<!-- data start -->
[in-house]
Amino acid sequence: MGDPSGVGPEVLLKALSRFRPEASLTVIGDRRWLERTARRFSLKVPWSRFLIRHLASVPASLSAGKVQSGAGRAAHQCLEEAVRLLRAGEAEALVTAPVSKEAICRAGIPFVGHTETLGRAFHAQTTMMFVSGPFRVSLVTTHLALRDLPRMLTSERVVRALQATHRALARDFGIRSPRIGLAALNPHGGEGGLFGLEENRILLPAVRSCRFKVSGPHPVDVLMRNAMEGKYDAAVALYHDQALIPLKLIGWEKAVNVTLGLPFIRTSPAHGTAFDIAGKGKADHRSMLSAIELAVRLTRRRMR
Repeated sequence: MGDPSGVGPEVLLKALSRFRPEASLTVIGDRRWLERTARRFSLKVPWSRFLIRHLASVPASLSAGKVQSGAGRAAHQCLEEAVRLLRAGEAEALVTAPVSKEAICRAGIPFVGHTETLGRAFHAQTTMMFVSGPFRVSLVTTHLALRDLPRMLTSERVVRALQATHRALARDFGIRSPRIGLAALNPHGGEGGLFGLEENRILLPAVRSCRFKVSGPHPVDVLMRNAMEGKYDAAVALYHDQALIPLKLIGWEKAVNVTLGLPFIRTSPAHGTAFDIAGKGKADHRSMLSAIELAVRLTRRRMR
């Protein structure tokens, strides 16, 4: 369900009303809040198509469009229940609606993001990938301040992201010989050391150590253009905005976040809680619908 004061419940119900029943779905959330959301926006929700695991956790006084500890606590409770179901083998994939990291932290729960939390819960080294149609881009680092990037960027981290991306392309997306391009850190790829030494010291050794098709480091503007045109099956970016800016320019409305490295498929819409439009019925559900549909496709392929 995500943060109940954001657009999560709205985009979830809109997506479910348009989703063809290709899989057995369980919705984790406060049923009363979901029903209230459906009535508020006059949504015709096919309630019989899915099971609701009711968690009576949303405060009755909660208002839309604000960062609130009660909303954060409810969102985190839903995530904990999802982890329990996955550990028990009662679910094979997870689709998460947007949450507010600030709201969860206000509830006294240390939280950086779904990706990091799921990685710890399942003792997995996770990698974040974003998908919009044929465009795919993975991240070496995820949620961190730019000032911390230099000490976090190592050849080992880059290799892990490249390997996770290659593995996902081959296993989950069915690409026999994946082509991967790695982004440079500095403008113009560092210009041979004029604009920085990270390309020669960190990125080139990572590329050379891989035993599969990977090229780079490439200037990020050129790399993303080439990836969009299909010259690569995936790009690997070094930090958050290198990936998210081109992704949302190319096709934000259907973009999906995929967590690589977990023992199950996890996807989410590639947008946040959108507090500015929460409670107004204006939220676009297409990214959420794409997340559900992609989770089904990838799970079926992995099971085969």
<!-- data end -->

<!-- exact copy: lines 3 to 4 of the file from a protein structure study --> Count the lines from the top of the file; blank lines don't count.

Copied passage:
Repeated sequence: MGDPSGVGPEVLLKALSRFRPEASLTVIGDRRWLERTARRFSLKVPWSRFLIRHLASVPASLSAGKVQSGAGRAAHQCLEEAVRLLRAGEAEALVTAPVSKEAICRAGIPFVGHTETLGRAFHAQTTMMFVSGPFRVSLVTTHLALRDLPRMLTSERVVRALQATHRALARDFGIRSPRIGLAALNPHGGEGGLFGLEENRILLPAVRSCRFKVSGPHPVDVLMRNAMEGKYDAAVALYHDQALIPLKLIGWEKAVNVTLGLPFIRTSPAHGTAFDIAGKGKADHRSMLSAIELAVRLTRRRMR
């Protein structure tokens, strides 16, 4: 369900009303809040198509469009229940609606993001990938301040992201010989050391150590253009905005976040809680619908 004061419940119900029943779905959330959301926006929700695991956790006084500890606590409770179901083998994939990291932290729960939390819960080294149609881009680092990037960027981290991306392309997306391009850190790829030494010291050794098709480091503007045109099956970016800016320019409305490295498929819409439009019925559900549909496709392929 995500943060109940954001657009999560709205985009979830809109997506479910348009989703063809290709899989057995369980919705984790406060049923009363979901029903209230459906009535508020006059949504015709096919309630019989899915099971609701009711968690009576949303405060009755909660208002839309604000960062609130009660909303954060409810969102985190839903995530904990999802982890329990996955550990028990009662679910094979997870689709998460947007949450507010600030709201969860206000509830006294240390939280950086779904990706990091799921990685710890399942003792997995996770990698974040974003998908919009044929465009795919993975991240070496995820949620961190730019000032911390230099000490976090190592050849080992880059290799892990490249390997996770290659593995996902081959296993989950069915690409026999994946082509991967790695982004440079500095403008113009560092210009041979004029604009920085990270390309020669960190990125080139990572590329050379891989035993599969990977090229780079490439200037990020050129790399993303080439990836969009299909010259690569995936790009690997070094930090958050290198990936998210081109992704949302190319096709934000259907973009999906995929967590690589977990023992199950996890996807989410590639947008946040959108507090500015929460409670107004204006939220676009297409990214959420794409997340559900992609989770089904990838799970079926992995099971085969």